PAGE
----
One of the reasons I love getting out of London on some weekends is to try to find nice restaurants in the countryside, where your taste buds get challenged and the crowd is different to the usual glitzy one in London.
Rocksalt in Folkestone was opened by Mark Sargent, a very talented British chef (he was actually born and raised in Kent) who used to work at various Gordon Ramsey‘s restaurants, including a seven year old stint at Ramsey’s Claridge’s restaurant.
The restaurant is located in the harbour, close to the promenade and the area seems to be going through the process of development and rejuvenation. The restaurant itself is light and airy, with huge windows overlooking the harbour, beautiful wooden staircase and nice touches everywhere, be it fresh, vividly coloured flowers, tiles in the bathrooms, unusual chandelier or pictures on the walls as you take the stairs to the second floor-I also like the framed window that looks directly into the kitchen.
You can sit outside, as some of the people did when we arrived-the day was breezy but then the sun came out and it almost felt like summer was here again or inside-the tables are spacious and the chairs comfortable. You can also grab a drink at the bar upstairs, if you have to wait for your table or just catch up on reading the weekend papers.
The staff’s uniform of crisp blue shirts, beige pants and small aprons tied around the waist and going down mid-thigh is smart and works for both boys and girls.
We were shown to our table straight away and were given the opportunity to order drinks before starting to read the menus. The menu had a variety of starters (five), not including the specials, mains (six) and desserts (five). I thought that the staff was very enthusiastic, which made up for the fact that on occasion they didn’t know the details of the dishes-they did go away to the kitchen to double check and from then on we were on course.
I started with ‘Potted crayfish tails‘ that was absolutely delicious-very fresh and bursting with flavour and cumin gave a really great kick to the sauce. I then had ‘Monks Hill pork belly with apple’ that I though was very inventive, as I have tried pork belly at many places before, this was certainly on of the best in terms of execution. In dishes like that you often get lots of pork fat and not too much meat, yet this one was perfectly cooked and with not too much fat and plenty of meat. The apple was beautifully cooked and the caramel didn’t overpower the dishes. Other favorite on the menu was ‘Rump of salt marsh lamb’ with the meat perfectly cooked-we did ask for it to be well done but it was still juicy and full of flavour. For dessert I went for ‘Cinnamon pannacotta with poached plum’-again, a beautiful dish, but the biscuit at the bottom seemed to be slightly out of place on my palate, so I just left it.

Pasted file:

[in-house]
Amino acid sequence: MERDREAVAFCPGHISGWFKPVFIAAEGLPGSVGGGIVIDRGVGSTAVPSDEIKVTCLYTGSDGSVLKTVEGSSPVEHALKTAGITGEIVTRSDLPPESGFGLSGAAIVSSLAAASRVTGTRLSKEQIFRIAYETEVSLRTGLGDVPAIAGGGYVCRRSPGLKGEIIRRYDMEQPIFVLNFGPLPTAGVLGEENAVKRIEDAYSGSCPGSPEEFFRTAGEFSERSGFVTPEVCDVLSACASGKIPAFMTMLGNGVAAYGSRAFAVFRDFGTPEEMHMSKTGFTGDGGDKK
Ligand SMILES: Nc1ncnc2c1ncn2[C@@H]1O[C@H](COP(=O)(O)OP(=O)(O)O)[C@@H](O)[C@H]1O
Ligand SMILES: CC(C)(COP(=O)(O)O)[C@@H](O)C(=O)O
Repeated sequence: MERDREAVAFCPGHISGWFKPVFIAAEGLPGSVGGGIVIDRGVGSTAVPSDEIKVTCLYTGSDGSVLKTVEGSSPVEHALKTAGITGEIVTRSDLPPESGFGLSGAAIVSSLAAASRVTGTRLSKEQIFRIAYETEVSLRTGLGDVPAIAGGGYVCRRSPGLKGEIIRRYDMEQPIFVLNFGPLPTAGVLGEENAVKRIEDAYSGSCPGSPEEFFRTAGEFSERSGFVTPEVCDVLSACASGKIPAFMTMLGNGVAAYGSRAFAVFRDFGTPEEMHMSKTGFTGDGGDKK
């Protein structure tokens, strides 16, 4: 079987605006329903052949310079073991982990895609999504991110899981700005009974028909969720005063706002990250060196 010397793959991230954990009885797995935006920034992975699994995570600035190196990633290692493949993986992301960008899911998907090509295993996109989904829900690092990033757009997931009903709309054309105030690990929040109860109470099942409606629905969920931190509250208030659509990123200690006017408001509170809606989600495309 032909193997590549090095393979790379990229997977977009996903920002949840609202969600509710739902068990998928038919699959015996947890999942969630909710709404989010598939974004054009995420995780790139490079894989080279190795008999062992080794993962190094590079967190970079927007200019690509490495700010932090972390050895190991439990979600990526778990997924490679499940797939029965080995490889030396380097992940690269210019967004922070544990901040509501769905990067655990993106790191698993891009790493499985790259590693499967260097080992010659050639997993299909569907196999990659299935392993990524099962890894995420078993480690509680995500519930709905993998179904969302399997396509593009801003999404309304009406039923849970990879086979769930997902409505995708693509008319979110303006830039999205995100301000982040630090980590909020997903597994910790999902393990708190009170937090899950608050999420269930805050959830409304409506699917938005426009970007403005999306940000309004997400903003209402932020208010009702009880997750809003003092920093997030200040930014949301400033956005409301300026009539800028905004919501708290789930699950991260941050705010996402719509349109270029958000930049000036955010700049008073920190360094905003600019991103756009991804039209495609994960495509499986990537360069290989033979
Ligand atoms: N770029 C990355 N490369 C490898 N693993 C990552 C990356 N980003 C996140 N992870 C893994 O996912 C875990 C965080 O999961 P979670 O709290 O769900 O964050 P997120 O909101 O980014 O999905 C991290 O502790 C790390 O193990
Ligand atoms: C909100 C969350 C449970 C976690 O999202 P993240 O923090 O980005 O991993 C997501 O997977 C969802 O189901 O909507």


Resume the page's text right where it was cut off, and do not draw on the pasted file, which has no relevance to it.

I have to say that our starters arrived fairly quickly, yet our main course took a bit longer than expected but we kind of didn’t mind too much, as it was great looking outside at the dancing moves of the seagulls, people coming in and out-everyone made an effort to dress on a Sunday but it was nicely relaxed, not overdone and that was so interesting to observe-elderly gentlemen in suits, women with kids in summer dresses and a younger crowd in jeans and opened necked shirts.
I also liked the fact that some of the staff were very proud to be there, to answer questions and to work the room-when you have such enthusiasm, you forgive small faults or longer waiting time. It’s enjoyable to savour every bite of the food that is locally sourced and actually not be overwhelmed with too many ingredients. A definite place to return!
p.s if you are there for a lazy stroll, there is a fish and chip place run by the same team and I heard that their salt and pepper squid in beyond delicious!